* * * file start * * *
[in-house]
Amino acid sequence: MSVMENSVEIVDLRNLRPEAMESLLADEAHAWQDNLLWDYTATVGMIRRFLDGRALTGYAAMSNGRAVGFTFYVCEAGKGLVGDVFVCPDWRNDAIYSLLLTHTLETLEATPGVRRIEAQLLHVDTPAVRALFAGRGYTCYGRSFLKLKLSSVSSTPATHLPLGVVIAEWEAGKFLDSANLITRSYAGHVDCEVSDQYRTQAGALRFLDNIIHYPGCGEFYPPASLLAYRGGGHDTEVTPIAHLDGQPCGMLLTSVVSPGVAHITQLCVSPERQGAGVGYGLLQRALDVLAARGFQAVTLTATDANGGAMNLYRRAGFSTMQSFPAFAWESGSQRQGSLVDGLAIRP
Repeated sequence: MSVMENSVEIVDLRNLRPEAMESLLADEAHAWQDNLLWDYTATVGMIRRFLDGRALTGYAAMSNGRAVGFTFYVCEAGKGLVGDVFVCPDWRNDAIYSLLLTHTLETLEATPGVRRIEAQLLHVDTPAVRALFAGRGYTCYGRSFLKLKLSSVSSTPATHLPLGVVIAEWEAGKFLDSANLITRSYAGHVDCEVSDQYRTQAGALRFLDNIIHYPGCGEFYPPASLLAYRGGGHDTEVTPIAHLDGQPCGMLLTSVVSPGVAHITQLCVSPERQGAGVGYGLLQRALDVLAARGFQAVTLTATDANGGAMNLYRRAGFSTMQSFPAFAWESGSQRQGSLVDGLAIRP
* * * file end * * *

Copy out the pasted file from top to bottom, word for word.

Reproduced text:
[in-house]
Amino acid sequence: MSVMENSVEIVDLRNLRPEAMESLLADEAHAWQDNLLWDYTATVGMIRRFLDGRALTGYAAMSNGRAVGFTFYVCEAGKGLVGDVFVCPDWRNDAIYSLLLTHTLETLEATPGVRRIEAQLLHVDTPAVRALFAGRGYTCYGRSFLKLKLSSVSSTPATHLPLGVVIAEWEAGKFLDSANLITRSYAGHVDCEVSDQYRTQAGALRFLDNIIHYPGCGEFYPPASLLAYRGGGHDTEVTPIAHLDGQPCGMLLTSVVSPGVAHITQLCVSPERQGAGVGYGLLQRALDVLAARGFQAVTLTATDANGGAMNLYRRAGFSTMQSFPAFAWESGSQRQGSLVDGLAIRP
Repeated sequence: MSVMENSVEIVDLRNLRPEAMESLLADEAHAWQDNLLWDYTATVGMIRRFLDGRALTGYAAMSNGRAVGFTFYVCEAGKGLVGDVFVCPDWRNDAIYSLLLTHTLETLEATPGVRRIEAQLLHVDTPAVRALFAGRGYTCYGRSFLKLKLSSVSSTPATHLPLGVVIAEWEAGKFLDSANLITRSYAGHVDCEVSDQYRTQAGALRFLDNIIHYPGCGEFYPPASLLAYRGGGHDTEVTPIAHLDGQPCGMLLTSVVSPGVAHITQLCVSPERQGAGVGYGLLQRALDVLAARGFQAVTLTATDANGGAMNLYRRAGFSTMQSFPAFAWESGSQRQGSLVDGLAIRP